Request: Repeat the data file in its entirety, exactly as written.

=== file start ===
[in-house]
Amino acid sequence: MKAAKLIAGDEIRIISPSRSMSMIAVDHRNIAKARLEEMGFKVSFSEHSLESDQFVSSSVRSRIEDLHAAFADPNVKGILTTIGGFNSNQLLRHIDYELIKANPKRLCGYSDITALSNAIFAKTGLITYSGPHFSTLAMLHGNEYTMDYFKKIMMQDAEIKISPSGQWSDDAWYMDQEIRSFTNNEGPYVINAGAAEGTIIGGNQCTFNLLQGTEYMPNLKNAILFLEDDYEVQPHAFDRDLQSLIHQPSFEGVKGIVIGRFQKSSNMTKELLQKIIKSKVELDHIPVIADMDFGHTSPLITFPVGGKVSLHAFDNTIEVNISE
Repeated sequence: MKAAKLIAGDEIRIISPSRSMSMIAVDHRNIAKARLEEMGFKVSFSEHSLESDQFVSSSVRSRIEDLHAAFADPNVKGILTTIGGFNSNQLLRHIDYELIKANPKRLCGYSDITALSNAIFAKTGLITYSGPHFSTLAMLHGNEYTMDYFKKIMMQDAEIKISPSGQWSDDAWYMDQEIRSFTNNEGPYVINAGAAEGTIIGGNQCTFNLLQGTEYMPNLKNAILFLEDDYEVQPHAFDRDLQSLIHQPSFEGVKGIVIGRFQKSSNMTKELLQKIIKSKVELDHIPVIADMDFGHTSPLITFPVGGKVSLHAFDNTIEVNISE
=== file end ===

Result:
[in-house]
Amino acid sequence: MKAAKLIAGDEIRIISPSRSMSMIAVDHRNIAKARLEEMGFKVSFSEHSLESDQFVSSSVRSRIEDLHAAFADPNVKGILTTIGGFNSNQLLRHIDYELIKANPKRLCGYSDITALSNAIFAKTGLITYSGPHFSTLAMLHGNEYTMDYFKKIMMQDAEIKISPSGQWSDDAWYMDQEIRSFTNNEGPYVINAGAAEGTIIGGNQCTFNLLQGTEYMPNLKNAILFLEDDYEVQPHAFDRDLQSLIHQPSFEGVKGIVIGRFQKSSNMTKELLQKIIKSKVELDHIPVIADMDFGHTSPLITFPVGGKVSLHAFDNTIEVNISE
Repeated sequence: MKAAKLIAGDEIRIISPSRSMSMIAVDHRNIAKARLEEMGFKVSFSEHSLESDQFVSSSVRSRIEDLHAAFADPNVKGILTTIGGFNSNQLLRHIDYELIKANPKRLCGYSDITALSNAIFAKTGLITYSGPHFSTLAMLHGNEYTMDYFKKIMMQDAEIKISPSGQWSDDAWYMDQEIRSFTNNEGPYVINAGAAEGTIIGGNQCTFNLLQGTEYMPNLKNAILFLEDDYEVQPHAFDRDLQSLIHQPSFEGVKGIVIGRFQKSSNMTKELLQKIIKSKVELDHIPVIADMDFGHTSPLITFPVGGKVSLHAFDNTIEVNISE